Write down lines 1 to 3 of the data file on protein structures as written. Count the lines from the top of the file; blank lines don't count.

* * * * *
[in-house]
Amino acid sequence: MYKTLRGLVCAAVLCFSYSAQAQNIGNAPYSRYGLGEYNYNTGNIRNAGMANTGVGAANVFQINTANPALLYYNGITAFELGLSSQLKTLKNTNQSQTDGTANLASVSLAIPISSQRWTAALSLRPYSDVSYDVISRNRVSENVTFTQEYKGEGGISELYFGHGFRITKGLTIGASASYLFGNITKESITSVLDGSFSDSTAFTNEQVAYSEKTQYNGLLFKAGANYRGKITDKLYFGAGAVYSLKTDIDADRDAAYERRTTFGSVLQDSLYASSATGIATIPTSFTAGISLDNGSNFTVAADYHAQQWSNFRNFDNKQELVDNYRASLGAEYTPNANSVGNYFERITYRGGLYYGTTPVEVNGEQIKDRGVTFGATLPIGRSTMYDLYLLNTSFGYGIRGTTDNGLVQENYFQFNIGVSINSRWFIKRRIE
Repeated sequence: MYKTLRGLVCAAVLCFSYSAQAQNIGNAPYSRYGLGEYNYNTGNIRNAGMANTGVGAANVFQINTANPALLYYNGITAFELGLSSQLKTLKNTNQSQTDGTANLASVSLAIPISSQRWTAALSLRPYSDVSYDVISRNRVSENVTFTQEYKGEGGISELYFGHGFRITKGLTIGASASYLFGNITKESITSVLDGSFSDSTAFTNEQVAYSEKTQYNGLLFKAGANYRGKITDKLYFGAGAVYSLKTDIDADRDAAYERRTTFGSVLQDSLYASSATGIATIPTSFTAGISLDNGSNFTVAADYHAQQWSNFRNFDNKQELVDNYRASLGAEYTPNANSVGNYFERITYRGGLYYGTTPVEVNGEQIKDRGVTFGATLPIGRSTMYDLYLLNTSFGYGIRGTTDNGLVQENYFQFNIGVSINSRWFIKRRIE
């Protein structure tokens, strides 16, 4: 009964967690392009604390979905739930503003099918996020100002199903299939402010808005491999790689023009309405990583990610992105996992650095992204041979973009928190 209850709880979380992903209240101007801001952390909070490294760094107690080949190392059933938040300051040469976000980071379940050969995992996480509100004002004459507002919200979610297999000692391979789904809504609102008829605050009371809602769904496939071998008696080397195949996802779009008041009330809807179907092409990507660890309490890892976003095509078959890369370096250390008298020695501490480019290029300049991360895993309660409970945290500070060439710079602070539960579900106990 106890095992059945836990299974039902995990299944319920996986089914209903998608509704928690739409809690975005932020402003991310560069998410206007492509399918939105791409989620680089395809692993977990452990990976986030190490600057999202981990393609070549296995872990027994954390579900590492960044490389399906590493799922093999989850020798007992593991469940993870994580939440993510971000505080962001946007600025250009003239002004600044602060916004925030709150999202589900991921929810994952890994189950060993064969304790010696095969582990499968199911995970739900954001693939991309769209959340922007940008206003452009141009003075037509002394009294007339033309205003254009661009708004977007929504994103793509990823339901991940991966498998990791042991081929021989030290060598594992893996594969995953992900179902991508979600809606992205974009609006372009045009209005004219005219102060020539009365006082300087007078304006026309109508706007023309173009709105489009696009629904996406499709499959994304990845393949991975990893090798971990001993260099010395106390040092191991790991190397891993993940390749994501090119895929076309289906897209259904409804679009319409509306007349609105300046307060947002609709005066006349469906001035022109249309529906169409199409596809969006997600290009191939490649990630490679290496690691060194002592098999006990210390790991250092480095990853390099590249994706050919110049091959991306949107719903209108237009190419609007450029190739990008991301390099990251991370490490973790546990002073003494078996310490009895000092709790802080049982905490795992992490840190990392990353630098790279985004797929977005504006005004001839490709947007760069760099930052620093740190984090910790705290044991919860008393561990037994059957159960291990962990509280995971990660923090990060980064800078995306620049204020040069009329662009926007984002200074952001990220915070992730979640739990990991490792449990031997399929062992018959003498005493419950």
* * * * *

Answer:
[in-house]
Amino acid sequence: MYKTLRGLVCAAVLCFSYSAQAQNIGNAPYSRYGLGEYNYNTGNIRNAGMANTGVGAANVFQINTANPALLYYNGITAFELGLSSQLKTLKNTNQSQTDGTANLASVSLAIPISSQRWTAALSLRPYSDVSYDVISRNRVSENVTFTQEYKGEGGISELYFGHGFRITKGLTIGASASYLFGNITKESITSVLDGSFSDSTAFTNEQVAYSEKTQYNGLLFKAGANYRGKITDKLYFGAGAVYSLKTDIDADRDAAYERRTTFGSVLQDSLYASSATGIATIPTSFTAGISLDNGSNFTVAADYHAQQWSNFRNFDNKQELVDNYRASLGAEYTPNANSVGNYFERITYRGGLYYGTTPVEVNGEQIKDRGVTFGATLPIGRSTMYDLYLLNTSFGYGIRGTTDNGLVQENYFQFNIGVSINSRWFIKRRIE
Repeated sequence: MYKTLRGLVCAAVLCFSYSAQAQNIGNAPYSRYGLGEYNYNTGNIRNAGMANTGVGAANVFQINTANPALLYYNGITAFELGLSSQLKTLKNTNQSQTDGTANLASVSLAIPISSQRWTAALSLRPYSDVSYDVISRNRVSENVTFTQEYKGEGGISELYFGHGFRITKGLTIGASASYLFGNITKESITSVLDGSFSDSTAFTNEQVAYSEKTQYNGLLFKAGANYRGKITDKLYFGAGAVYSLKTDIDADRDAAYERRTTFGSVLQDSLYASSATGIATIPTSFTAGISLDNGSNFTVAADYHAQQWSNFRNFDNKQELVDNYRASLGAEYTPNANSVGNYFERITYRGGLYYGTTPVEVNGEQIKDRGVTFGATLPIGRSTMYDLYLLNTSFGYGIRGTTDNGLVQENYFQFNIGVSINSRWFIKRRIE